Location: Austin, Texas, United States

Friday, July 14, 2006

Caleb Stegall wrote this a few days ago for the Dallas News. He dislikes the national and the worldwide, and much prefers the local or particular. He calls for a third party, a "vibrant regionalism" that seeks

to permit regional cultural and religious particularities to emerge from the fog of federalized regulation and be made manifest in our schools, courthouses, businesses and civic organizations. And it would provide incentives to keep cultural capital local. It would encourage people to work, study and raise families close to where they grew up. It would seek ways to promote local culture and would cultivate loyalty to our neighbors and a fierce love for our own places.

Am I the only one who reads "cultural and religious particularities" and immediately thinks of Jim Crow laws and polygamous Mormons? The reasons for those hated federal intrusions was because those local "particularities" inflicted rather intense pain on one or another disinfranchised local group, usually women or an unpopular racial group. I can't see how we can protect unpopular groups from bad "particularities" while permitting too many good ones. In fact, I find it rather easy to imagine a vibrant Jihadist madrassa growing up under Mr. Stegall's regime. Certainly the federal government is a very blunt instrument, but quite often such bluntness is necessary. I can't imagine Mr. Stegall federalizing the Alabama National Guard to enforce integration.

But perhaps more troubling is this paragraph:

There's an irony inherent in a system like our own that identifies the individual as the fundamental unit of political, social and economic order. Because it shears the individual of the republican virtues cultivated within communities of tradition in the name of empowering him, it actually makes the individual subject to tyranny. Limitless emancipation in the name of progress is, it turns out, the final and most binding mechanism of control.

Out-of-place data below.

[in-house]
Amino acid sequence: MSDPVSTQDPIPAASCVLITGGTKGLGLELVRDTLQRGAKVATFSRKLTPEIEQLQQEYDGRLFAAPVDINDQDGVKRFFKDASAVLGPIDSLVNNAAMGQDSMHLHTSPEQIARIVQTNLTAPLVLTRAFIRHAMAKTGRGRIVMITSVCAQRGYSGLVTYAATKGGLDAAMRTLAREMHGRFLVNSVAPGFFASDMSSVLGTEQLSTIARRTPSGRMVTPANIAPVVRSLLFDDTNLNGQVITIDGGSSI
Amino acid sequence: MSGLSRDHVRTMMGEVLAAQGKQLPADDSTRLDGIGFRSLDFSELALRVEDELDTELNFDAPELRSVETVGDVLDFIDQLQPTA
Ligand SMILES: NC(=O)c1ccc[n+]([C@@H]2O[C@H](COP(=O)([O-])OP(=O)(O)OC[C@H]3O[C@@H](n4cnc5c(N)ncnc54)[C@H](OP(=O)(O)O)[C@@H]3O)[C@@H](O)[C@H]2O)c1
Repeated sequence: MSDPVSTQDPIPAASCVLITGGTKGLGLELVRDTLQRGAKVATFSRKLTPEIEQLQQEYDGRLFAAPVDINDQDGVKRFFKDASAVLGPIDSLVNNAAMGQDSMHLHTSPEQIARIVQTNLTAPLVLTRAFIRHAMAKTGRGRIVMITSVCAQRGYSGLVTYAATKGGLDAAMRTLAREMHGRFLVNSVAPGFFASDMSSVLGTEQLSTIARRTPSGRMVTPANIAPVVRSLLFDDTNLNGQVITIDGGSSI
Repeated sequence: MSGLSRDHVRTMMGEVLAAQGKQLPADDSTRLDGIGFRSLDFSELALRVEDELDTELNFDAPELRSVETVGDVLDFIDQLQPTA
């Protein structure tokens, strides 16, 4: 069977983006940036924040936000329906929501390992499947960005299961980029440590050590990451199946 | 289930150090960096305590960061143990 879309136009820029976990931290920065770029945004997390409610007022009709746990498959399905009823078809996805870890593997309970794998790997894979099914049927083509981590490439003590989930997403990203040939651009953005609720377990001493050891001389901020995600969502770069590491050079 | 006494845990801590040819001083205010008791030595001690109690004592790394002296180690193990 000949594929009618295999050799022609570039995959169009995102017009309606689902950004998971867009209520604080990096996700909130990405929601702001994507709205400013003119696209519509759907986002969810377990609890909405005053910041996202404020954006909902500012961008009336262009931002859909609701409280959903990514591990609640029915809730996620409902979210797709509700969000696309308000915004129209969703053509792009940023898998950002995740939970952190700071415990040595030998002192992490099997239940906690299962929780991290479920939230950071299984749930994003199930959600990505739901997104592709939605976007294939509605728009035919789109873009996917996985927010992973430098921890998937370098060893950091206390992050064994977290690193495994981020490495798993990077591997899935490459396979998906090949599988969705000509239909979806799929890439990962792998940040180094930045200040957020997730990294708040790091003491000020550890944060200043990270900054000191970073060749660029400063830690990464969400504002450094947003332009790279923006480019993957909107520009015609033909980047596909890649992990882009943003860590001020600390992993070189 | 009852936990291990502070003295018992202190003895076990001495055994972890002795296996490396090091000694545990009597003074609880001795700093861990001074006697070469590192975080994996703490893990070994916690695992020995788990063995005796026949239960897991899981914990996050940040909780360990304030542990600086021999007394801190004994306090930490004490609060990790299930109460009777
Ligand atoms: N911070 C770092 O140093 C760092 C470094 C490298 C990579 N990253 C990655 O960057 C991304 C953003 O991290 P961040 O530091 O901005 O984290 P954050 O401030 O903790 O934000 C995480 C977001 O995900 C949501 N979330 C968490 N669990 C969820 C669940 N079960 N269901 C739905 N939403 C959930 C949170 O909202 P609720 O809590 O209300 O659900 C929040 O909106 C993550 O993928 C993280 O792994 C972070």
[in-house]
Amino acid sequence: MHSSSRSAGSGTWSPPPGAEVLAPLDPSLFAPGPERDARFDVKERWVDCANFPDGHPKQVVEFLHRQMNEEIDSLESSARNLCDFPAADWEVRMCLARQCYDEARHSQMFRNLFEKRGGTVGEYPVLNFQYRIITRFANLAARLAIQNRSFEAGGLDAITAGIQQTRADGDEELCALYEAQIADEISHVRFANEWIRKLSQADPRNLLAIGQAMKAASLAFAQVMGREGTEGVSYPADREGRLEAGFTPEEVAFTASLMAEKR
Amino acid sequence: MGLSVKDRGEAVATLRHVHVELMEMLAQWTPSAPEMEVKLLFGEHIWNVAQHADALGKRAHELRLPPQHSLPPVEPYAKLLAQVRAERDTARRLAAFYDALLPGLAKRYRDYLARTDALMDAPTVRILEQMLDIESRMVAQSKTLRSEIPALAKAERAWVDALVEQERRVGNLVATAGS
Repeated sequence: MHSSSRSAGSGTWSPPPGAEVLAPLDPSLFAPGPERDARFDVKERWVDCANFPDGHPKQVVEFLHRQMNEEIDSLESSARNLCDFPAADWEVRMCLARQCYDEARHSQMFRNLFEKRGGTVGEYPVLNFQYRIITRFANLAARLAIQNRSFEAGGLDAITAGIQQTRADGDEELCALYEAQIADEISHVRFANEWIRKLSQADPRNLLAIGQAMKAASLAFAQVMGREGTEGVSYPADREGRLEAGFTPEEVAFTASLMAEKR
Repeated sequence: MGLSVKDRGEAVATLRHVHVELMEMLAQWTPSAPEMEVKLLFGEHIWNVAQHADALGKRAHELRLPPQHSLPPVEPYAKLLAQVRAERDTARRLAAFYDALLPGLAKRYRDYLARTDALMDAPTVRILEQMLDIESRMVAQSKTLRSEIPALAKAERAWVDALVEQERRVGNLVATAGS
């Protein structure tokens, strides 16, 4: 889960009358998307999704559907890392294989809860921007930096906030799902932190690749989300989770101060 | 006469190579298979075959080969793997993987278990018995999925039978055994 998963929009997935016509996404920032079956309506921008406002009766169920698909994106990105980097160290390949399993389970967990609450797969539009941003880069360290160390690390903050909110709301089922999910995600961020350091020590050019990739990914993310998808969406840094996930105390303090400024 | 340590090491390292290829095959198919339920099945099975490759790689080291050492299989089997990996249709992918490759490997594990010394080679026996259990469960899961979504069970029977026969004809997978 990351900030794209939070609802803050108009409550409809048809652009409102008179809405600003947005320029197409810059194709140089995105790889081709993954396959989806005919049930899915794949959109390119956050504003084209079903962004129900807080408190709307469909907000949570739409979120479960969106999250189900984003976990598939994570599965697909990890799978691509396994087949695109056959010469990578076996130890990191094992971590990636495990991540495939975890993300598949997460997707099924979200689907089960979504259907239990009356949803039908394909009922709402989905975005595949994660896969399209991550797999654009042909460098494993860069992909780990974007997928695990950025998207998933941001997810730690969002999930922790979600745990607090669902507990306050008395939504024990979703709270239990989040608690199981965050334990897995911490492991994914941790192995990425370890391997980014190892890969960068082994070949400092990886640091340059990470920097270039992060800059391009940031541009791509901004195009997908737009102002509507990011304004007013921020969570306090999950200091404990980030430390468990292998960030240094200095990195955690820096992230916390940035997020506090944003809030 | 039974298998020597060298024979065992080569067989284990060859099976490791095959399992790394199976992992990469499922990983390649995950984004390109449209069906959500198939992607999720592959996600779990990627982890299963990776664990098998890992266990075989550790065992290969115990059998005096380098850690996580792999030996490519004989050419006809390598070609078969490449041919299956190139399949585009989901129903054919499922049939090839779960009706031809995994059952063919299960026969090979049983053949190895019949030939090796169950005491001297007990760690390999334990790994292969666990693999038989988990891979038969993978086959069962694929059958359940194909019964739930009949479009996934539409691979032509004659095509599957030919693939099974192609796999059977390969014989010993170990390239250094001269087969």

If the individual isn't the "fundamental unit of political, social, and economic order" who is? How do you have elections if voting isn't done by individuals? Just what does get rights and privileges? Mr. Stegall mentions "communities of tradition," which supposedly cultivate virtues. Do the communties get to vote? If rights and privileges don't stay at the individual level, they must migrate up to those communities he likes so much. Communities are groups, and groups have hierarchies. So, by locating social power in "communities of tradition," Mr. Stegall effectively empowers the leaders of those hierarchies -- the heads of the communties -- with the ability to veto the decisions of everyone below him. (The head will always be a "him," too.) How is this NOT tyranny? Is it any less tyrannical to have the tyrant nearby?

Mr. Stegall has an admirable distrust of utopianism, at least as practiced by progressives. When the oldest sources of order – which are at root religious – are abandoned along with their traditions and taboos, the resulting void of meaning is by necessity filled with some ideology promising one form or another of perfect happiness in the here and now. And these systems of self-salvation creep not toward liberation, but toward total control. This would be more persuasive if he himself were not such a utopian. He offers vague plans for devolving authority down from the feds and up from the individual, all the time assuming that the people who finally get to run things will be never, ever misuse their authority. This, even though those people have no checks or balances. Just because the geographical limits of their absolute power are narrow is no reason to presume that it's not absolute or absolutely corrupting.


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